The Pneumonia Vaccine

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*Vaccine availability and administration capabilities vary by location and state regulation.

Pneumonia Vaccine Basics

Age-Based Recommendations

The CDC recommends vaccinating all infants, administered in a series of 4 doses, and a one-time vaccination for all adults 65 years or older.

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Pneumococcal Disease

Pneumonia vaccines protect against pneumococcal bacteria, which can lead to ear and sinus infections, as well as more serious lung and blood infections.

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Conjugate & Polysaccharide

There are three pneumococcal conjugate vaccines (PCV13, PCV15, and PCV20) and one polysaccharide vaccine (PPSV23). Each vaccine is recommended based on age and medical status.

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Age-Based Recommendations

The CDC recommends vaccinating all infants, administered in a series of 4 doses, and a one-time vaccination for all adults 65 years or older.

Schedule an Appointment

Pneumococcal Disease

Pneumonia vaccines protect against pneumococcal bacteria, which can lead to ear and sinus infections, as well as more serious lung and blood infections.

Schedule an Appointment

Pneumonia Frequently Asked Questions

The following frequently asked questions were created following guidance from the Centers for Disease Control and Prevention (CDC).

    Pneumonia is an infection of the lungs that can cause mild to severe illness in people of all ages.

    Anyone can get pneumococcal disease, but some people are at increased risk. Being a certain age (over 65) or having certain medical conditions (including diabetes, heart, lung, kidney disease and a history of tobacco use) can increase a person’s risk for pneumococcal disease. Vaccines are the best way to prevent pneumococcal disease!

    There are four available vaccines:

    • PCV13 (pneumococcal conjugate vaccine) – Prevnar13
    • PCV15 (pneumococcal conjugate vaccine) – Vaxneuvance
    • PCV20 (pneumococcal conjugate vaccine) – Prevnar20
    • PPSV23 (pneumococcal polysaccharide vaccine) – Pneumovax23

    PCV13 protects against 13 strains of pneumococcal bacteria and is available for children. PCV15 and PCV20, which are recommended for adults, also protect against invasive pneumococcal bacteria. PCV20 is a one-dose vaccine series whereas PCV15 is given with PPSV23. The CDC does not have a preference for either the single-dose or two-dose series. Talk to your healthcare provider today to decide which is best for you.

    The CDC recommends pneumococcal vaccination for all children younger than 2 years of age and all adults 65 years or older. People aged 2-64 with certain medical conditions should also receive a pneumococcal vaccine. Talk to your healthcare provider today to discuss which vaccine is appropriate for you!

    The CDC recommends PCV13 for all infants, administered in a series of 4 doses (1 dose at 2 months, 4 months, 6 months and 12-15 months), and a one-time dose of PPSV23 for all adults 65 years or older. Additional doses of PCV13 and/or PPSV23 are recommended for individuals with certain medical conditions. Talk with your healthcare provider to determine whether you should receive additional doses of the pneumococcal vaccine.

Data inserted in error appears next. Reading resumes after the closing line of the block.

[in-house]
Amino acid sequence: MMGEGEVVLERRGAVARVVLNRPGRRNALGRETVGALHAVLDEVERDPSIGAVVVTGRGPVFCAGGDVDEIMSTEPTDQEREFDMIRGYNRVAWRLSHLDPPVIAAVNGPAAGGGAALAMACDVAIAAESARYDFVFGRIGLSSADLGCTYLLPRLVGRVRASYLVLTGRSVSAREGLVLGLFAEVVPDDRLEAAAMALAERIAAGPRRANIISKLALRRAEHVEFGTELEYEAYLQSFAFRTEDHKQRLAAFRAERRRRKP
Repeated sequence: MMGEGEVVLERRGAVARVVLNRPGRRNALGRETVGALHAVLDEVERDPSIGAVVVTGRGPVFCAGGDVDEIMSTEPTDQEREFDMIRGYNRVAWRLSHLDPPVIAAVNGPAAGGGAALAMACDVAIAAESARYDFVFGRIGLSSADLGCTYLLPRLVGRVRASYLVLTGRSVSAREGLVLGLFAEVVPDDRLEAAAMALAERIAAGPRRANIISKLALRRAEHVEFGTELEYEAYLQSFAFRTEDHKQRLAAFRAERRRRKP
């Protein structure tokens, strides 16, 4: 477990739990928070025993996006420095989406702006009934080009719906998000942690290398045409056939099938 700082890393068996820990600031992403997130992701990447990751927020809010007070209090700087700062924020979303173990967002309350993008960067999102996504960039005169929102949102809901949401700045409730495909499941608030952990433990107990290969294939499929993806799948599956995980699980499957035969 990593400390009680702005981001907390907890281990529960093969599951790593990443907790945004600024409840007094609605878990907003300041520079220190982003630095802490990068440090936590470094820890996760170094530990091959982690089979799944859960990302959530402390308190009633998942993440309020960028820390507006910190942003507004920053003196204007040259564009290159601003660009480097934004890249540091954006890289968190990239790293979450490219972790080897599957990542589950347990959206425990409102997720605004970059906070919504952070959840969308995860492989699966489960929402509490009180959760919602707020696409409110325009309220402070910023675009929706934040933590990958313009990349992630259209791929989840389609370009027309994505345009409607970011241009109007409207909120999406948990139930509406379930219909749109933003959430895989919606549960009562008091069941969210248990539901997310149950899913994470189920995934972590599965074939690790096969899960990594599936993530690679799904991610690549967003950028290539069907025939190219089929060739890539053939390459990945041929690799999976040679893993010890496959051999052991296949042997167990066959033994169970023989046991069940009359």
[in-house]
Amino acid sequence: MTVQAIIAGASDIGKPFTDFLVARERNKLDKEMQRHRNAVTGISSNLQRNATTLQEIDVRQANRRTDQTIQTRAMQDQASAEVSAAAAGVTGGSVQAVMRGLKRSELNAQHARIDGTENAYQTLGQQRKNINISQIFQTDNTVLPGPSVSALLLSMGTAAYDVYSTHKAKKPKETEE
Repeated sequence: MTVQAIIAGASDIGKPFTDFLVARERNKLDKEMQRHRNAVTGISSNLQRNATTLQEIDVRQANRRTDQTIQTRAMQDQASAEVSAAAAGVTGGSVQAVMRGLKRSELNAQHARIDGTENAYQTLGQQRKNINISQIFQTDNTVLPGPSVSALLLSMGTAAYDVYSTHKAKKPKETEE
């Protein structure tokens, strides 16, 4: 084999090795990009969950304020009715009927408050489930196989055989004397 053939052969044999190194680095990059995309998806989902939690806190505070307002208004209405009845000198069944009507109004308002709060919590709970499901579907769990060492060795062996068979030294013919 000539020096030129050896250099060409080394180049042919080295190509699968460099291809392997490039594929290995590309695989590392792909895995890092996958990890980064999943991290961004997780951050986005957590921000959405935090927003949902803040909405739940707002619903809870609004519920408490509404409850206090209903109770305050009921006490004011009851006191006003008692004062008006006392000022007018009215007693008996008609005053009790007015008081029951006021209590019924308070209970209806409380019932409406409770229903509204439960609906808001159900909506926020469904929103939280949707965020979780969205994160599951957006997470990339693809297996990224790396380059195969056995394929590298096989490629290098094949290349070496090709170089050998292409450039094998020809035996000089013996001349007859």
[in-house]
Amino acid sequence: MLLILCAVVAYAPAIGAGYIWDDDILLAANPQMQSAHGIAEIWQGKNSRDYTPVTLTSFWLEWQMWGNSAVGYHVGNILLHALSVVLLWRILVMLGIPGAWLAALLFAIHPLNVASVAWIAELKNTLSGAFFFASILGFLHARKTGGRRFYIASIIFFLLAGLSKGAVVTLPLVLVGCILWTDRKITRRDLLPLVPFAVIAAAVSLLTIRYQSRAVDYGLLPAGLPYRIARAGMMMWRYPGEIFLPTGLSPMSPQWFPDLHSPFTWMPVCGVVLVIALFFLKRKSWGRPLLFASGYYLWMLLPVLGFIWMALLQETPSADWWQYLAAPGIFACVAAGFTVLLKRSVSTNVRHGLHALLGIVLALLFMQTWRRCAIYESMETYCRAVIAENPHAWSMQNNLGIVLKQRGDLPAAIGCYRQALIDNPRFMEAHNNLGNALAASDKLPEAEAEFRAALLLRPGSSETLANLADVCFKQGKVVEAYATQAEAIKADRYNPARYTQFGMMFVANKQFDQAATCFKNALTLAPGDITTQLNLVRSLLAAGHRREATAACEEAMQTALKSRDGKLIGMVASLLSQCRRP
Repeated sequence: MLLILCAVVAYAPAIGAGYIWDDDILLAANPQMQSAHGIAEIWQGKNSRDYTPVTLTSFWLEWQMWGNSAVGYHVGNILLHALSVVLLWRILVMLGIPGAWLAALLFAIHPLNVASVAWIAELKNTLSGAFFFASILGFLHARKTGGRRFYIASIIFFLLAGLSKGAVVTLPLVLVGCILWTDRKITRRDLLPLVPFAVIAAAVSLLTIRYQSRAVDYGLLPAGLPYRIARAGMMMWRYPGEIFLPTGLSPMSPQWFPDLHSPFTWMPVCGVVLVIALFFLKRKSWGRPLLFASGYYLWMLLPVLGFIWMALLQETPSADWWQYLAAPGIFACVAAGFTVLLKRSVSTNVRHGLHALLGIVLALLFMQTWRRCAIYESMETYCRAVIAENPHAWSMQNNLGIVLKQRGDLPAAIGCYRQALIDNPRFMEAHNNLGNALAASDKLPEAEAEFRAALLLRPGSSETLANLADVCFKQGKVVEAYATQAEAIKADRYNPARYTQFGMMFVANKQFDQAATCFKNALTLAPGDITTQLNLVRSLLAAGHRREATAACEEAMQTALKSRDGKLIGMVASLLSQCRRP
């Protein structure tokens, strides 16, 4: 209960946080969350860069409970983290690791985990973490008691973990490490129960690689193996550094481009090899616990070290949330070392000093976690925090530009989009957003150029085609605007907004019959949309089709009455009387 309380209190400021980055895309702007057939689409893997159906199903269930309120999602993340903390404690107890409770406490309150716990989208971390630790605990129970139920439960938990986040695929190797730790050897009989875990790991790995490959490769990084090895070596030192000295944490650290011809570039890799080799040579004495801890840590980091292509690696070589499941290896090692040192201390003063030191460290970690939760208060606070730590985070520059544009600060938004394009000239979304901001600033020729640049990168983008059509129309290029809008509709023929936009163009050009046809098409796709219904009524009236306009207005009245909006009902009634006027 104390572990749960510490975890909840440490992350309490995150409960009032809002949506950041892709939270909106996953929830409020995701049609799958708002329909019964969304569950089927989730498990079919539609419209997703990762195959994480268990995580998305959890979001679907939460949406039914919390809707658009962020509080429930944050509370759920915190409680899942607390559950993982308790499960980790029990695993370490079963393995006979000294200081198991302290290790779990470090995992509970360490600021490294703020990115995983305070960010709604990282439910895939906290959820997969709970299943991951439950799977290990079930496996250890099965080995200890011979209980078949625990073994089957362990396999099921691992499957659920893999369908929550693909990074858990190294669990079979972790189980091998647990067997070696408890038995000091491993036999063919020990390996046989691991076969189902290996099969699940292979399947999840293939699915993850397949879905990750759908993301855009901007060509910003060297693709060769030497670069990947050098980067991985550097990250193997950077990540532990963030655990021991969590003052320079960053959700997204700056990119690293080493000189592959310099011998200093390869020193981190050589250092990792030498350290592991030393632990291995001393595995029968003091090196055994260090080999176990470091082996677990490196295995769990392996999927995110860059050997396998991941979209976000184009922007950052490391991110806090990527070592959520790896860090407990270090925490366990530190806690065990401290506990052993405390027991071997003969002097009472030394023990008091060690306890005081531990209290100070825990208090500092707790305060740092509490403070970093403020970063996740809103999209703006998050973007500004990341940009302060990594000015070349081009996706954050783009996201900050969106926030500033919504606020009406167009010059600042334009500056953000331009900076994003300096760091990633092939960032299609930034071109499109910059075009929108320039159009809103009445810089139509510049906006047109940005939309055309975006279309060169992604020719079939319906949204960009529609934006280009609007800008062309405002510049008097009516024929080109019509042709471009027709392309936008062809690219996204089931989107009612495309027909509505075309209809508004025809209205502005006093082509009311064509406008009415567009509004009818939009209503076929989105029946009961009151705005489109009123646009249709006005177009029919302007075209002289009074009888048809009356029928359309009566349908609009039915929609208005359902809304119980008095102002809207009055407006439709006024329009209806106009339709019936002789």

Other Important Vaccines

Are you up to date on all your vaccines? While getting your pneumonia vaccine, you can also get vaccinated for influenza, shingles, Tdap and more.

See Our Adult Vaccine Checklist

Tools & Resources

Pneumonia Vaccine Information

On this page, we’ll go over some important information regarding pneumonia and answer a number of common questions about pneumonia and the vaccine.

What is Pneumonia?

Pneumonia is an infection of the lungs triggered by a variety or organisms, including pneumococcal bacteria, viruses and fungi. Pneumonia causes inflammation of the air sacs in one or both lungs, resulting in breathing difficulties, a cough with phlegm, fever and chills. Pneumonia can range from mild to life-threatening.

Who Should Get a Pneumonia Vaccine?

Even though anyone can get pneumonia, some people are at increased risk for severe pneumonia symptoms. The CDC recommends vaccination for all children younger than 2 years old and all adults 65 years or older. People between the ages of 2 and 64 with certain medical conditions should also receive the appropriate pneumonia vaccine.

There are multiple pneumonia vaccines available, including the PCV13 vaccine (Prevnar 13), PCV20 vaccine (Prevnar 20) and PPSV23 vaccine (Pneumovax 23). To schedule an appointment to receive a pneumonia vaccine, find a pharmacy or find a clinic near you and choose an appointment time that conveniently fits your schedule.

Frequently Asked Questions

How often should you get a pneumonia shot and how long does a pneumonia shot last? We’ve addressed some of the most common questions you’re likely to have about pneumonia and the pneumonia vaccine. Read through our Frequently Asked Questions section above to learn more.

Other Important Vaccines

Are you up to date on all of your vaccines? While getting your pneumonia vaccine, you can also catch up on your flu, shingles or Tdap vaccine. Take a look at out our adult vaccine checklist to make sure you’re up-to-date and fully protected, or head to our Vaccines Page for immunizations for the whole family.

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